Teachers vote on strike over cuts
Schoolchildren could face disruption before the end of the year after teachers voted for a post-election ballot on national strikes over education funding cuts.
Delegates at the National Union of Teachers annual conference in Harrogate backed a resolution effectively giving the next government a six-month deadline to come up with a fresh plan to protect school spending, or face industrial action, including walkouts.
They warned that the looming funding cuts currently faced by schools and colleges will damage pupils' education, lead to job losses and hit teachers' pay, pensions and workload.
The motion passed unanimously by delegates, who applauded afterwards.
Jan Nielsen, an NUT member from Wandsworth, south London, said this was an opportunity for the union to stand up and "to be part of an active anti-austerity movement".
"We are going to take the head of a movement that says our schools at the moment are damaging our children, they are not good enough for the children we teach, they are not good enough for teachers, they are not good enough for families," she said.
During an extensive debate yesterday, teachers issued calls for action against a squeeze on budgets, with one warning that the opportunities of a generation of children should not be "sacrificed on the altar of austerity".
The priority motion expresses concerns about school spending and urges political parties to make clear commitments to protect funding in the future.
It calls for an incoming government to be set a deadline of the autumn statement, adding that if there is no clear pledge to properly protect budgets at that stage, then the union should look at triggering a ballot on industrial action, including strikes.
As well as dealing with real-term cuts since 2010, from this September schools will also have to find more money for increases in pensions and National Insurance costs, as well as coping with continuing rises in pupil numbers, the union has said.
Proposing the resolution, Jerry Glazier of the NUT's executive, said: "Ever since the 2010 election, the word austerity has been used as a stick to beat public services time and time again.
"Austerity damages children's education, austerity damages children's life chances and austerity damages those who are most vulnerable in society, and particularly those vulnerable children."
He added: "The priority motion is a crucial component of our our ongoing pay, pensions and workload campaign. Failure to fund schools properly will directly, negatively impact on pay, directly negatively impact on pensions and directly negatively impact on the workload of teachers."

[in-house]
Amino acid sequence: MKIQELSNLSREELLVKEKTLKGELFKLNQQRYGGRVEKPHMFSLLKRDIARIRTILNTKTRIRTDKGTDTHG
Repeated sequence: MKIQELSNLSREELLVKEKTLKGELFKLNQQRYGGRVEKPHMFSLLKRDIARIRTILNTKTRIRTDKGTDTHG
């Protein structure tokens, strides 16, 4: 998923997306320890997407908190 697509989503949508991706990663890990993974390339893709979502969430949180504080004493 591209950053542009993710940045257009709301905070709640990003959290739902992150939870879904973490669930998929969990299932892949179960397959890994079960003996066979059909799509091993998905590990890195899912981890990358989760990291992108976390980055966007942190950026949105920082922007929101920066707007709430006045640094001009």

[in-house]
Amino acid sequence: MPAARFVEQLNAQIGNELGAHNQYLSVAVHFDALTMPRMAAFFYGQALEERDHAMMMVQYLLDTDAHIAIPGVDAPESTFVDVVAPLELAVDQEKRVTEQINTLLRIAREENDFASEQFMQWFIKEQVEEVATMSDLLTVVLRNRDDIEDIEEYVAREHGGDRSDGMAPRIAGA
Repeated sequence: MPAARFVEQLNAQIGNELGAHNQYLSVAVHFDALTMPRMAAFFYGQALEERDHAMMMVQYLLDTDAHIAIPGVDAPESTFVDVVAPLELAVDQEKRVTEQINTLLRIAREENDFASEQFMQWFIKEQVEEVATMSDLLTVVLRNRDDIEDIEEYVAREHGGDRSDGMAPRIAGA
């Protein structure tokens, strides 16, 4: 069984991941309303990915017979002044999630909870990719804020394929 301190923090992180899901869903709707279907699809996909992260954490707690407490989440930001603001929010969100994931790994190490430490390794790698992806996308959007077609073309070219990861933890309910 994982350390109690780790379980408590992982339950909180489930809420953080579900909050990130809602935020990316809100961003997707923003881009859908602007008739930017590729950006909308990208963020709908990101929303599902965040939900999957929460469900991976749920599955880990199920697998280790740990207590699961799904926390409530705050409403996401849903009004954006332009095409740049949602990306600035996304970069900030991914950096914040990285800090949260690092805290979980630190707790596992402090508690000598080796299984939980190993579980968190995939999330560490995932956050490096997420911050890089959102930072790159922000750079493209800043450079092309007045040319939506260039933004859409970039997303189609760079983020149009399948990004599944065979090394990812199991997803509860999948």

NUT treasurer Ian Murch told the conference: "If we want our children's education to be safe after the election, we have a real fight on our hands."
"It's too late for most schools to do much cutting this September," he suggested. "So early next year across England and Wales as employers face up to these financial realities there will be a night of the long knives in every school and college as teaching staff are cut, as support staff are cut and as programmes and courses are cut."
He added: "We will not let the opportunities of a generation of children be sacrificed on the altar of austerity."
Proposing an amendment, which was accepted, Anne Lemon, of the NUT's executive, said it was shocking that research published by the Institute for Fiscal Studies (IFS) suggested that all of the main political parties spending plans for education could lead to up to a 12% cut in funding.
"That means that one out of every £8 spent at present will not be spent," she said.
"The level of cuts are so unprecedented that it starts to signal extraordinary times in education," Ms Lemon argued.
She told delegates: "This amendment is saying that in the autumn statement, whoever gets into power, we will clearly know at that point what their funding plans are for education. If there's no change, if they're going to carry out these 12% cuts, that's the trigger for the NUT to take action. That's the trigger to call members for a ballot."
A Conservative Party spokesman has previously said: " We have had to make difficult decisions to tackle the record deficit we inherited, but we have protected spending on schools in real terms and spending per pupil has gone up over the course of this parliament.
"We have committed to protect the money that schools receive for every individual child they teach. As pupil numbers rise, so will the amount of money that schools receive."